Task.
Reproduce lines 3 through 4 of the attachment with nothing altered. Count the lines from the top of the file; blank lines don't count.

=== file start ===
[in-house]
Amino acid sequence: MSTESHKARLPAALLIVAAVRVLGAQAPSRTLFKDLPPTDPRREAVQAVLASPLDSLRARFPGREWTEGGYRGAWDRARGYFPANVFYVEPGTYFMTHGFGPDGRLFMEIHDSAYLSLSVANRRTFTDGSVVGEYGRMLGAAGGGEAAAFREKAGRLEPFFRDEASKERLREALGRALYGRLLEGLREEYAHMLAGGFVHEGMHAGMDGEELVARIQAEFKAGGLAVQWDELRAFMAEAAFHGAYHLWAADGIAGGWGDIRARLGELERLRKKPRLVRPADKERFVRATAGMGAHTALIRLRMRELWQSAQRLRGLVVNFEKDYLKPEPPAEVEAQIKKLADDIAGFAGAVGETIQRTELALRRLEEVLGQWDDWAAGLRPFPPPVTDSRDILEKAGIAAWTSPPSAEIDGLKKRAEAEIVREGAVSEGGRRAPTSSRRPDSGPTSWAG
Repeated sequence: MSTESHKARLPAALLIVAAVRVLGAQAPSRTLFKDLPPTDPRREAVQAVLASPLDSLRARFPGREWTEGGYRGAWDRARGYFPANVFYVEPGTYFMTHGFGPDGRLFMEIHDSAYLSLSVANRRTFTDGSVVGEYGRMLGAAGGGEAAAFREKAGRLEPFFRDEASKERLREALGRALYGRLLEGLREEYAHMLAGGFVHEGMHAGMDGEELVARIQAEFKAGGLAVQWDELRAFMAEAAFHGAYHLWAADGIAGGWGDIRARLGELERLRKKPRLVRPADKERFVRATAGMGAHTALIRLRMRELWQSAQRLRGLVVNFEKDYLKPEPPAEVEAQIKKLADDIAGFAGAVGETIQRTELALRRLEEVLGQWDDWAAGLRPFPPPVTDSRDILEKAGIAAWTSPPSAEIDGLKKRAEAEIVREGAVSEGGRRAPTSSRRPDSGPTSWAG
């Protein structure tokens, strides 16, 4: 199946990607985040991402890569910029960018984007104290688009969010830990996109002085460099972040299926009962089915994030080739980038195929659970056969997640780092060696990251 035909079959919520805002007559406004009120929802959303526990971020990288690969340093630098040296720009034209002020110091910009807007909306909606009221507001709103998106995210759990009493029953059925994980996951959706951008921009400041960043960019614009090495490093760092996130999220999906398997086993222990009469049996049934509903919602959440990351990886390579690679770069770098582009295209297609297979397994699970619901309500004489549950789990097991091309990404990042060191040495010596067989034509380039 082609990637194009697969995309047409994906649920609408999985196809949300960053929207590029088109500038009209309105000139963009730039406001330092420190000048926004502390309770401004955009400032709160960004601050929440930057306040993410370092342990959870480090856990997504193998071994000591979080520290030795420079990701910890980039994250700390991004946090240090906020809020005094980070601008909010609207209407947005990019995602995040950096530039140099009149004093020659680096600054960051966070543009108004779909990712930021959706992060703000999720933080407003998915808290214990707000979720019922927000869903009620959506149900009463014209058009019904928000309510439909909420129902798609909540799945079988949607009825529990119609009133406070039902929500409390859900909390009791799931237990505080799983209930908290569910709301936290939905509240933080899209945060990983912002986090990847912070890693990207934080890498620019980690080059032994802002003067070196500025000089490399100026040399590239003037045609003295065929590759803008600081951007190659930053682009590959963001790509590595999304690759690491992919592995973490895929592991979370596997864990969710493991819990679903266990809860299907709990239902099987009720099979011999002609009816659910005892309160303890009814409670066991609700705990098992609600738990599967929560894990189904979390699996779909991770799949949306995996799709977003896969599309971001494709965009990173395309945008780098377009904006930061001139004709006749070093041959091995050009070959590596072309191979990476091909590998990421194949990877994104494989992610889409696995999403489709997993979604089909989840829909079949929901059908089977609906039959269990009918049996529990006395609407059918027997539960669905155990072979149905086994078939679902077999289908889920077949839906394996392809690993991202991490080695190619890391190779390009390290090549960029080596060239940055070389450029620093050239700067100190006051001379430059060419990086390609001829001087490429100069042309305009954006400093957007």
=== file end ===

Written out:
Repeated sequence: MSTESHKARLPAALLIVAAVRVLGAQAPSRTLFKDLPPTDPRREAVQAVLASPLDSLRARFPGREWTEGGYRGAWDRARGYFPANVFYVEPGTYFMTHGFGPDGRLFMEIHDSAYLSLSVANRRTFTDGSVVGEYGRMLGAAGGGEAAAFREKAGRLEPFFRDEASKERLREALGRALYGRLLEGLREEYAHMLAGGFVHEGMHAGMDGEELVARIQAEFKAGGLAVQWDELRAFMAEAAFHGAYHLWAADGIAGGWGDIRARLGELERLRKKPRLVRPADKERFVRATAGMGAHTALIRLRMRELWQSAQRLRGLVVNFEKDYLKPEPPAEVEAQIKKLADDIAGFAGAVGETIQRTELALRRLEEVLGQWDDWAAGLRPFPPPVTDSRDILEKAGIAAWTSPPSAEIDGLKKRAEAEIVREGAVSEGGRRAPTSSRRPDSGPTSWAG
């Protein structure tokens, strides 16, 4: 199946990607985040991402890569910029960018984007104290688009969010830990996109002085460099972040299926009962089915994030080739980038195929659970056969997640780092060696990251 035909079959919520805002007559406004009120929802959303526990971020990288690969340093630098040296720009034209002020110091910009807007909306909606009221507001709103998106995210759990009493029953059925994980996951959706951008921009400041960043960019614009090495490093760092996130999220999906398997086993222990009469049996049934509903919602959440990351990886390579690679770069770098582009295209297609297979397994699970619901309500004489549950789990097991091309990404990042060191040495010596067989034509380039 082609990637194009697969995309047409994906649920609408999985196809949300960053929207590029088109500038009209309105000139963009730039406001330092420190000048926004502390309770401004955009400032709160960004601050929440930057306040993410370092342990959870480090856990997504193998071994000591979080520290030795420079990701910890980039994250700390991004946090240090906020809020005094980070601008909010609207209407947005990019995602995040950096530039140099009149004093020659680096600054960051966070543009108004779909990712930021959706992060703000999720933080407003998915808290214990707000979720019922927000869903009620959506149900009463014209058009019904928000309510439909909420129902798609909540799945079988949607009825529990119609009133406070039902929500409390859900909390009791799931237990505080799983209930908290569910709301936290939905509240933080899209945060990983912002986090990847912070890693990207934080890498620019980690080059032994802002003067070196500025000089490399100026040399590239003037045609003295065929590759803008600081951007190659930053682009590959963001790509590595999304690759690491992919592995973490895929592991979370596997864990969710493991819990679903266990809860299907709990239902099987009720099979011999002609009816659910005892309160303890009814409670066991609700705990098992609600738990599967929560894990189904979390699996779909991770799949949306995996799709977003896969599309971001494709965009990173395309945008780098377009904006930061001139004709006749070093041959091995050009070959590596072309191979990476091909590998990421194949990877994104494989992610889409696995999403489709997993979604089909989840829909079949929901059908089977609906039959269990009918049996529990006395609407059918027997539960669905155990072979149905086994078939679902077999289908889920077949839906394996392809690993991202991490080695190619890391190779390009390290090549960029080596060239940055070389450029620093050239700067100190006051001379430059060419990086390609001829001087490429100069042309305009954006400093957007």